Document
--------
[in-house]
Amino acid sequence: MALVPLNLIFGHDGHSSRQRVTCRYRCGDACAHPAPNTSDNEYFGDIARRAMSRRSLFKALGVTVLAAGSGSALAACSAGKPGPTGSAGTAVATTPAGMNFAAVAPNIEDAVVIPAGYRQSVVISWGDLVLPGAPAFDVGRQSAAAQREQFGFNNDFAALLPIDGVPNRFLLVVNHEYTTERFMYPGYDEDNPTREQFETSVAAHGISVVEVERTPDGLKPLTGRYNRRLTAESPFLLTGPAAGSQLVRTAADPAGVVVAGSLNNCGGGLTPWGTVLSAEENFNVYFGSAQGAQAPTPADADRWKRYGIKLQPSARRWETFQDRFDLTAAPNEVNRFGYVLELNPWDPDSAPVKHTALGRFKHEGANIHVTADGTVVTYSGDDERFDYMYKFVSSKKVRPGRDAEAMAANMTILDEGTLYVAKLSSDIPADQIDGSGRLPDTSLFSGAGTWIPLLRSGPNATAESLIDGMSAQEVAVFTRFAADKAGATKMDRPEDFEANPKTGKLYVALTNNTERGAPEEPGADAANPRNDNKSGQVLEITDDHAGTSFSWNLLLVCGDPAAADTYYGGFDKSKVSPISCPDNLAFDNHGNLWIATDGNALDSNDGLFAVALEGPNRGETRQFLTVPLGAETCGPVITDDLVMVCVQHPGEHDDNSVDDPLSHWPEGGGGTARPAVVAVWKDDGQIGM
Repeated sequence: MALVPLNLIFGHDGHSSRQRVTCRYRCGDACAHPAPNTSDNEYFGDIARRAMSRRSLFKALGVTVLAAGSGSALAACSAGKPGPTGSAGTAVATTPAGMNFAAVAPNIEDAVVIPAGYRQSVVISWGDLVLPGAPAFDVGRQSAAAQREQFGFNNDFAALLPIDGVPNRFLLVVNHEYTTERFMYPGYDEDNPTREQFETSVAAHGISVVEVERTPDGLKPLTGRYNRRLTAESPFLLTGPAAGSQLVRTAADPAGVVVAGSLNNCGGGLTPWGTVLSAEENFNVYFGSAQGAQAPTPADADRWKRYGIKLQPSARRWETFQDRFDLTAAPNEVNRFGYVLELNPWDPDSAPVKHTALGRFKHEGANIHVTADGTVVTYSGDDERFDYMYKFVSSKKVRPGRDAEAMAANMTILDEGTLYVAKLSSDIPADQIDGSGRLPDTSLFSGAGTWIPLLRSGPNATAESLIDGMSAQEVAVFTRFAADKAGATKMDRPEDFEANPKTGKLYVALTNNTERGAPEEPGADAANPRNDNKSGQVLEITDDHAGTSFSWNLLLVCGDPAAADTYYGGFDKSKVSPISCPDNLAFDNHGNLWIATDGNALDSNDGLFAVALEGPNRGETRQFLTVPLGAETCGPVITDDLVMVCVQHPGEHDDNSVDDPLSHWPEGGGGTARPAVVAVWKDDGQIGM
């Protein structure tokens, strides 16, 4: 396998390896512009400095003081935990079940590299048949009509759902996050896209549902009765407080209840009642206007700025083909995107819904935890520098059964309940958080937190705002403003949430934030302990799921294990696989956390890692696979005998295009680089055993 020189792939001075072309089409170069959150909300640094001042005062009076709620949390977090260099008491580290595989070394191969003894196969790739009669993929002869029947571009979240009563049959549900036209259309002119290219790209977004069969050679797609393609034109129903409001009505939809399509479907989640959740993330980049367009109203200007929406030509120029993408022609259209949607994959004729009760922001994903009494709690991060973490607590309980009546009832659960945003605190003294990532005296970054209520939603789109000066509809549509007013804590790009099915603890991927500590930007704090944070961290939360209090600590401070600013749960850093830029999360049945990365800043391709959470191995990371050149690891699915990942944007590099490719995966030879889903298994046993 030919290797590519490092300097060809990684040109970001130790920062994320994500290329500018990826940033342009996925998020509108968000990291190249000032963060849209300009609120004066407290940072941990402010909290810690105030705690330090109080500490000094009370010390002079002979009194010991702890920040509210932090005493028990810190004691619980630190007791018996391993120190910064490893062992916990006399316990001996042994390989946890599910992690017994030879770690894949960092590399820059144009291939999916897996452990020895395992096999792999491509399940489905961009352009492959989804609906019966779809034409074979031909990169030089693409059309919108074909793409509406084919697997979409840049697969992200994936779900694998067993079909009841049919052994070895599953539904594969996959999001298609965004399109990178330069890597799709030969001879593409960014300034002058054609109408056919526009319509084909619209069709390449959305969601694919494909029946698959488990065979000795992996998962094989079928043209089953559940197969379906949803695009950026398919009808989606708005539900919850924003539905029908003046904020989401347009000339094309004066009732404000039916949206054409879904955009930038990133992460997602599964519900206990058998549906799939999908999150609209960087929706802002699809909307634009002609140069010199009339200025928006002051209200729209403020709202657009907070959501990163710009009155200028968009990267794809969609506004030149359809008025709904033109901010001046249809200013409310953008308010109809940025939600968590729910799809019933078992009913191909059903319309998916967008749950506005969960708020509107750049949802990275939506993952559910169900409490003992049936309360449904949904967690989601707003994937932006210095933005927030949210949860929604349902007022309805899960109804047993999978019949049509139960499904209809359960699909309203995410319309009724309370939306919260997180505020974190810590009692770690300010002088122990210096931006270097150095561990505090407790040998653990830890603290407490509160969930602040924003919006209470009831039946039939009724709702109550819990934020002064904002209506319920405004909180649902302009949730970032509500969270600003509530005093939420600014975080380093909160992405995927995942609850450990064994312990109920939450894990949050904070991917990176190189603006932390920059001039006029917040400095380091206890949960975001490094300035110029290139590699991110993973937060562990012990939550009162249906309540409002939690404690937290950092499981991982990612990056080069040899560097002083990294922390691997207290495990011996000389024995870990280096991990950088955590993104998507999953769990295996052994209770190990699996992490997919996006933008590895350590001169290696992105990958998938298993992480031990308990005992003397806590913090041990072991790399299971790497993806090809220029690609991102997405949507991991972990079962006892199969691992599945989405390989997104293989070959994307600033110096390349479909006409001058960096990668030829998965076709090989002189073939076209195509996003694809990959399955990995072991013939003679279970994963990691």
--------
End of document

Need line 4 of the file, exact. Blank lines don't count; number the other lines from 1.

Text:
């Protein structure tokens, strides 16, 4: 396998390896512009400095003081935990079940590299048949009509759902996050896209549902009765407080209840009642206007700025083909995107819904935890520098059964309940958080937190705002403003949430934030302990799921294990696989956390890692696979005998295009680089055993 020189792939001075072309089409170069959150909300640094001042005062009076709620949390977090260099008491580290595989070394191969003894196969790739009669993929002869029947571009979240009563049959549900036209259309002119290219790209977004069969050679797609393609034109129903409001009505939809399509479907989640959740993330980049367009109203200007929406030509120029993408022609259209949607994959004729009760922001994903009494709690991060973490607590309980009546009832659960945003605190003294990532005296970054209520939603789109000066509809549509007013804590790009099915603890991927500590930007704090944070961290939360209090600590401070600013749960850093830029999360049945990365800043391709959470191995990371050149690891699915990942944007590099490719995966030879889903298994046993 030919290797590519490092300097060809990684040109970001130790920062994320994500290329500018990826940033342009996925998020509108968000990291190249000032963060849209300009609120004066407290940072941990402010909290810690105030705690330090109080500490000094009370010390002079002979009194010991702890920040509210932090005493028990810190004691619980630190007791018996391993120190910064490893062992916990006399316990001996042994390989946890599910992690017994030879770690894949960092590399820059144009291939999916897996452990020895395992096999792999491509399940489905961009352009492959989804609906019966779809034409074979031909990169030089693409059309919108074909793409509406084919697997979409840049697969992200994936779900694998067993079909009841049919052994070895599953539904594969996959999001298609965004399109990178330069890597799709030969001879593409960014300034002058054609109408056919526009319509084909619209069709390449959305969601694919494909029946698959488990065979000795992996998962094989079928043209089953559940197969379906949803695009950026398919009808989606708005539900919850924003539905029908003046904020989401347009000339094309004066009732404000039916949206054409879904955009930038990133992460997602599964519900206990058998549906799939999908999150609209960087929706802002699809909307634009002609140069010199009339200025928006002051209200729209403020709202657009907070959501990163710009009155200028968009990267794809969609506004030149359809008025709904033109901010001046249809200013409310953008308010109809940025939600968590729910799809019933078992009913191909059903319309998916967008749950506005969960708020509107750049949802990275939506993952559910169900409490003992049936309360449904949904967690989601707003994937932006210095933005927030949210949860929604349902007022309805899960109804047993999978019949049509139960499904209809359960699909309203995410319309009724309370939306919260997180505020974190810590009692770690300010002088122990210096931006270097150095561990505090407790040998653990830890603290407490509160969930602040924003919006209470009831039946039939009724709702109550819990934020002064904002209506319920405004909180649902302009949730970032509500969270600003509530005093939420600014975080380093909160992405995927995942609850450990064994312990109920939450894990949050904070991917990176190189603006932390920059001039006029917040400095380091206890949960975001490094300035110029290139590699991110993973937060562990012990939550009162249906309540409002939690404690937290950092499981991982990612990056080069040899560097002083990294922390691997207290495990011996000389024995870990280096991990950088955590993104998507999953769990295996052994209770190990699996992490997919996006933008590895350590001169290696992105990958998938298993992480031990308990005992003397806590913090041990072991790399299971790497993806090809220029690609991102997405949507991991972990079962006892199969691992599945989405390989997104293989070959994307600033110096390349479909006409001058960096990668030829998965076709090989002189073939076209195509996003694809990959399955990995072991013939003679279970994963990691």